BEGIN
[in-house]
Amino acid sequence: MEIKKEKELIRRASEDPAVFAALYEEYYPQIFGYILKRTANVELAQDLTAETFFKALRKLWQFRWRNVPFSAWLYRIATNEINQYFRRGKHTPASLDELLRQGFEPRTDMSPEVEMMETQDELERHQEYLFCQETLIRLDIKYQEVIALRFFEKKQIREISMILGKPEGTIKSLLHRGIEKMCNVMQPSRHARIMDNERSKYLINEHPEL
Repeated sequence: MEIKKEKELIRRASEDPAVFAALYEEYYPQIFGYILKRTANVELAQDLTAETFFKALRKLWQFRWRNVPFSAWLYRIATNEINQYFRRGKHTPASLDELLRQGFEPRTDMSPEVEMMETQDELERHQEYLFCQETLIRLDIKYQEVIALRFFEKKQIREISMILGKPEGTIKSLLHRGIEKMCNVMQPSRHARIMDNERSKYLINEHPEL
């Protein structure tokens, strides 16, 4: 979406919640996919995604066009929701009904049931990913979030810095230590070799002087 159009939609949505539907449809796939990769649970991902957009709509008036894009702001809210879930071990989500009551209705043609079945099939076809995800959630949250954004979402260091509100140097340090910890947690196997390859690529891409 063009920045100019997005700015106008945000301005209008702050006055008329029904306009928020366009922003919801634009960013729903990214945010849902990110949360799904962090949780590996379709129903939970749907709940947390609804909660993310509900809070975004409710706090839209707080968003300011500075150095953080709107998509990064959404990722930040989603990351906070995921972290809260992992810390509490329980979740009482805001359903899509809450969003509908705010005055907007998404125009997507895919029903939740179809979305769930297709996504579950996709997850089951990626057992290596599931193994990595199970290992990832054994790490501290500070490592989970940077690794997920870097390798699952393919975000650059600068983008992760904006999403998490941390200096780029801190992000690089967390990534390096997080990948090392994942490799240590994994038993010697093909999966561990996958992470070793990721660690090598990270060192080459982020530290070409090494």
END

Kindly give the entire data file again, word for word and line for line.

[in-house]
Amino acid sequence: MEIKKEKELIRRASEDPAVFAALYEEYYPQIFGYILKRTANVELAQDLTAETFFKALRKLWQFRWRNVPFSAWLYRIATNEINQYFRRGKHTPASLDELLRQGFEPRTDMSPEVEMMETQDELERHQEYLFCQETLIRLDIKYQEVIALRFFEKKQIREISMILGKPEGTIKSLLHRGIEKMCNVMQPSRHARIMDNERSKYLINEHPEL
Repeated sequence: MEIKKEKELIRRASEDPAVFAALYEEYYPQIFGYILKRTANVELAQDLTAETFFKALRKLWQFRWRNVPFSAWLYRIATNEINQYFRRGKHTPASLDELLRQGFEPRTDMSPEVEMMETQDELERHQEYLFCQETLIRLDIKYQEVIALRFFEKKQIREISMILGKPEGTIKSLLHRGIEKMCNVMQPSRHARIMDNERSKYLINEHPEL
């Protein structure tokens, strides 16, 4: 979406919640996919995604066009929701009904049931990913979030810095230590070799002087 159009939609949505539907449809796939990769649970991902957009709509008036894009702001809210879930071990989500009551209705043609079945099939076809995800959630949250954004979402260091509100140097340090910890947690196997390859690529891409 063009920045100019997005700015106008945000301005209008702050006055008329029904306009928020366009922003919801634009960013729903990214945010849902990110949360799904962090949780590996379709129903939970749907709940947390609804909660993310509900809070975004409710706090839209707080968003300011500075150095953080709107998509990064959404990722930040989603990351906070995921972290809260992992810390509490329980979740009482805001359903899509809450969003509908705010005055907007998404125009997507895919029903939740179809979305769930297709996504579950996709997850089951990626057992290596599931193994990595199970290992990832054994790490501290500070490592989970940077690794997920870097390798699952393919975000650059600068983008992760904006999403998490941390200096780029801190992000690089967390990534390096997080990948090392994942490799240590994994038993010697093909999966561990996958992470070793990721660690090598990270060192080459982020530290070409090494």